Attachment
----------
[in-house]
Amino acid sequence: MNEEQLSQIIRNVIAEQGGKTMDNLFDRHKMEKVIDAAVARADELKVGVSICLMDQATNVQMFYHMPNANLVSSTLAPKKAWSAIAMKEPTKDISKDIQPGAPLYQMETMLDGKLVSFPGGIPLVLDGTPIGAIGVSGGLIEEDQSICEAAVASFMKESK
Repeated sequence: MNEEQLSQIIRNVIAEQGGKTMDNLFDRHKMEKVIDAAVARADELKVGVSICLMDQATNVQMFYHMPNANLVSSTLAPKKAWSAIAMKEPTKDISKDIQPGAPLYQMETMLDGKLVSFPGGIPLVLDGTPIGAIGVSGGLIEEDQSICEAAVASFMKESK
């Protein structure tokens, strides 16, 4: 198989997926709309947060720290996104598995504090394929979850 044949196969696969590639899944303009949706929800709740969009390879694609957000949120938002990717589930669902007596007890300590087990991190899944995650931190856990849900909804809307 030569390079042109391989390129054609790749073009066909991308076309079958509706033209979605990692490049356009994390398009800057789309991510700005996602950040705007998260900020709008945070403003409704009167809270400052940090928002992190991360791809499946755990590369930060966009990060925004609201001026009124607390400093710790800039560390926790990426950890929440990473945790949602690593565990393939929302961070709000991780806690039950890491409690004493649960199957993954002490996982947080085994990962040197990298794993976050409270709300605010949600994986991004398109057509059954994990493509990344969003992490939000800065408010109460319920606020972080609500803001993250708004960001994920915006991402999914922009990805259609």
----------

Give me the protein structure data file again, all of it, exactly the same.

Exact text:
[in-house]
Amino acid sequence: MNEEQLSQIIRNVIAEQGGKTMDNLFDRHKMEKVIDAAVARADELKVGVSICLMDQATNVQMFYHMPNANLVSSTLAPKKAWSAIAMKEPTKDISKDIQPGAPLYQMETMLDGKLVSFPGGIPLVLDGTPIGAIGVSGGLIEEDQSICEAAVASFMKESK
Repeated sequence: MNEEQLSQIIRNVIAEQGGKTMDNLFDRHKMEKVIDAAVARADELKVGVSICLMDQATNVQMFYHMPNANLVSSTLAPKKAWSAIAMKEPTKDISKDIQPGAPLYQMETMLDGKLVSFPGGIPLVLDGTPIGAIGVSGGLIEEDQSICEAAVASFMKESK
């Protein structure tokens, strides 16, 4: 198989997926709309947060720290996104598995504090394929979850 044949196969696969590639899944303009949706929800709740969009390879694609957000949120938002990717589930669902007596007890300590087990991190899944995650931190856990849900909804809307 030569390079042109391989390129054609790749073009066909991308076309079958509706033209979605990692490049356009994390398009800057789309991510700005996602950040705007998260900020709008945070403003409704009167809270400052940090928002992190991360791809499946755990590369930060966009990060925004609201001026009124607390400093710790800039560390926790990426950890929440990473945790949602690593565990393939929302961070709000991780806690039950890491409690004493649960199957993954002490996982947080085994990962040197990298794993976050409270709300605010949600994986991004398109057509059954994990493509990344969003992490939000800065408010109460319920606020972080609500803001993250708004960001994920915006991402999914922009990805259609």